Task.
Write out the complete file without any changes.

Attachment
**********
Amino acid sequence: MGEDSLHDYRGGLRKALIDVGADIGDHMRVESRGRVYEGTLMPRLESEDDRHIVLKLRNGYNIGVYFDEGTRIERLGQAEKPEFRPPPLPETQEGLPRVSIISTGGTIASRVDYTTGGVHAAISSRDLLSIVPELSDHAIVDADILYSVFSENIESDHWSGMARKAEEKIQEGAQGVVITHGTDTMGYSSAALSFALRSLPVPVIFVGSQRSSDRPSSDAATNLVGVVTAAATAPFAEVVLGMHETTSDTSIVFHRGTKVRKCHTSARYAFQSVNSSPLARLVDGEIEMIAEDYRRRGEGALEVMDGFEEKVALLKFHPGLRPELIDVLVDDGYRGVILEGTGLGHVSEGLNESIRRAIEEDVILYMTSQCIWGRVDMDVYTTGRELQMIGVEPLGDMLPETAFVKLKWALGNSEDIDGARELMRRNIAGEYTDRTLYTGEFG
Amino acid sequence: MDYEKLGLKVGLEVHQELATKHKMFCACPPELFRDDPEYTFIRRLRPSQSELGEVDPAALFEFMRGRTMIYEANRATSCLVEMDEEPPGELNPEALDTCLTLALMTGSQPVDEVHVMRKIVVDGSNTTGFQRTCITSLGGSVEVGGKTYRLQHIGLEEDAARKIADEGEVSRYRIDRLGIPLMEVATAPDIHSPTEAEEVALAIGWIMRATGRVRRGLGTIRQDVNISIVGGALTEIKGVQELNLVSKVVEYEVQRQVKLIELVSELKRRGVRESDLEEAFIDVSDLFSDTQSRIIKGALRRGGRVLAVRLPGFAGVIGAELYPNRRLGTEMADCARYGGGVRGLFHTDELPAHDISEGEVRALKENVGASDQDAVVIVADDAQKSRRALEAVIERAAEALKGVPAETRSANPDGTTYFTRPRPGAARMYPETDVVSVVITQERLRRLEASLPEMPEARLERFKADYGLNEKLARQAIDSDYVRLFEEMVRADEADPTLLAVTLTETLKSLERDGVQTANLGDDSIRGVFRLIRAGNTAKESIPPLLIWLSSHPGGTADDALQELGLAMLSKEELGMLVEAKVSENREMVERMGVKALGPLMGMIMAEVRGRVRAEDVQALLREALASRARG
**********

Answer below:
Amino acid sequence: MGEDSLHDYRGGLRKALIDVGADIGDHMRVESRGRVYEGTLMPRLESEDDRHIVLKLRNGYNIGVYFDEGTRIERLGQAEKPEFRPPPLPETQEGLPRVSIISTGGTIASRVDYTTGGVHAAISSRDLLSIVPELSDHAIVDADILYSVFSENIESDHWSGMARKAEEKIQEGAQGVVITHGTDTMGYSSAALSFALRSLPVPVIFVGSQRSSDRPSSDAATNLVGVVTAAATAPFAEVVLGMHETTSDTSIVFHRGTKVRKCHTSARYAFQSVNSSPLARLVDGEIEMIAEDYRRRGEGALEVMDGFEEKVALLKFHPGLRPELIDVLVDDGYRGVILEGTGLGHVSEGLNESIRRAIEEDVILYMTSQCIWGRVDMDVYTTGRELQMIGVEPLGDMLPETAFVKLKWALGNSEDIDGARELMRRNIAGEYTDRTLYTGEFG
Amino acid sequence: MDYEKLGLKVGLEVHQELATKHKMFCACPPELFRDDPEYTFIRRLRPSQSELGEVDPAALFEFMRGRTMIYEANRATSCLVEMDEEPPGELNPEALDTCLTLALMTGSQPVDEVHVMRKIVVDGSNTTGFQRTCITSLGGSVEVGGKTYRLQHIGLEEDAARKIADEGEVSRYRIDRLGIPLMEVATAPDIHSPTEAEEVALAIGWIMRATGRVRRGLGTIRQDVNISIVGGALTEIKGVQELNLVSKVVEYEVQRQVKLIELVSELKRRGVRESDLEEAFIDVSDLFSDTQSRIIKGALRRGGRVLAVRLPGFAGVIGAELYPNRRLGTEMADCARYGGGVRGLFHTDELPAHDISEGEVRALKENVGASDQDAVVIVADDAQKSRRALEAVIERAAEALKGVPAETRSANPDGTTYFTRPRPGAARMYPETDVVSVVITQERLRRLEASLPEMPEARLERFKADYGLNEKLARQAIDSDYVRLFEEMVRADEADPTLLAVTLTETLKSLERDGVQTANLGDDSIRGVFRLIRAGNTAKESIPPLLIWLSSHPGGTADDALQELGLAMLSKEELGMLVEAKVSENREMVERMGVKALGPLMGMIMAEVRGRVRAEDVQALLREALASRARG